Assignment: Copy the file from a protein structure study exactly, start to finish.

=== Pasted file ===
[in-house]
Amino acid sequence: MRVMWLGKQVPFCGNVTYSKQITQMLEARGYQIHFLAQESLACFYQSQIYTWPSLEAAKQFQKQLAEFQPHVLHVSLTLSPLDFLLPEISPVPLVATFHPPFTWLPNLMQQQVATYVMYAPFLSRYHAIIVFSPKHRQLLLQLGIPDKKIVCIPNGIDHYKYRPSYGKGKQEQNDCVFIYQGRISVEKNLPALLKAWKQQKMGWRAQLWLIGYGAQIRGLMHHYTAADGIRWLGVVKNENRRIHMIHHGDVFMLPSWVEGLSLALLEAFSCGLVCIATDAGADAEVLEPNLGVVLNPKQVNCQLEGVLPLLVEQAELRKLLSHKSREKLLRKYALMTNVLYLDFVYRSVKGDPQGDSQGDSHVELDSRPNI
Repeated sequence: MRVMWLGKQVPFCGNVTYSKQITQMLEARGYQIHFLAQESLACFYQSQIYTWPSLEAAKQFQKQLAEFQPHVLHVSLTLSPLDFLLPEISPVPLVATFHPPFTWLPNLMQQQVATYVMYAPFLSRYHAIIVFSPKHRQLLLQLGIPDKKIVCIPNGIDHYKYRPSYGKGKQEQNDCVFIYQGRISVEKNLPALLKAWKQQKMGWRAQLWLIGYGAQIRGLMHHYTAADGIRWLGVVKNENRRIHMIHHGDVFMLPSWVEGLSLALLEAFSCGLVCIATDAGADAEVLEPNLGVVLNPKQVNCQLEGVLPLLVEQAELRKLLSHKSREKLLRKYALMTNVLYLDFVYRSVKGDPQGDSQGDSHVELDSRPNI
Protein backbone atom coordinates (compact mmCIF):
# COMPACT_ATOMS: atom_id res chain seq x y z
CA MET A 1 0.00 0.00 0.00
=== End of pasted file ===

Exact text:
[in-house]
Amino acid sequence: MRVMWLGKQVPFCGNVTYSKQITQMLEARGYQIHFLAQESLACFYQSQIYTWPSLEAAKQFQKQLAEFQPHVLHVSLTLSPLDFLLPEISPVPLVATFHPPFTWLPNLMQQQVATYVMYAPFLSRYHAIIVFSPKHRQLLLQLGIPDKKIVCIPNGIDHYKYRPSYGKGKQEQNDCVFIYQGRISVEKNLPALLKAWKQQKMGWRAQLWLIGYGAQIRGLMHHYTAADGIRWLGVVKNENRRIHMIHHGDVFMLPSWVEGLSLALLEAFSCGLVCIATDAGADAEVLEPNLGVVLNPKQVNCQLEGVLPLLVEQAELRKLLSHKSREKLLRKYALMTNVLYLDFVYRSVKGDPQGDSQGDSHVELDSRPNI
Repeated sequence: MRVMWLGKQVPFCGNVTYSKQITQMLEARGYQIHFLAQESLACFYQSQIYTWPSLEAAKQFQKQLAEFQPHVLHVSLTLSPLDFLLPEISPVPLVATFHPPFTWLPNLMQQQVATYVMYAPFLSRYHAIIVFSPKHRQLLLQLGIPDKKIVCIPNGIDHYKYRPSYGKGKQEQNDCVFIYQGRISVEKNLPALLKAWKQQKMGWRAQLWLIGYGAQIRGLMHHYTAADGIRWLGVVKNENRRIHMIHHGDVFMLPSWVEGLSLALLEAFSCGLVCIATDAGADAEVLEPNLGVVLNPKQVNCQLEGVLPLLVEQAELRKLLSHKSREKLLRKYALMTNVLYLDFVYRSVKGDPQGDSQGDSHVELDSRPNI
Protein backbone atom coordinates (compact mmCIF):
# COMPACT_ATOMS: atom_id res chain seq x y z
CA MET A 1 0.00 0.00 0.00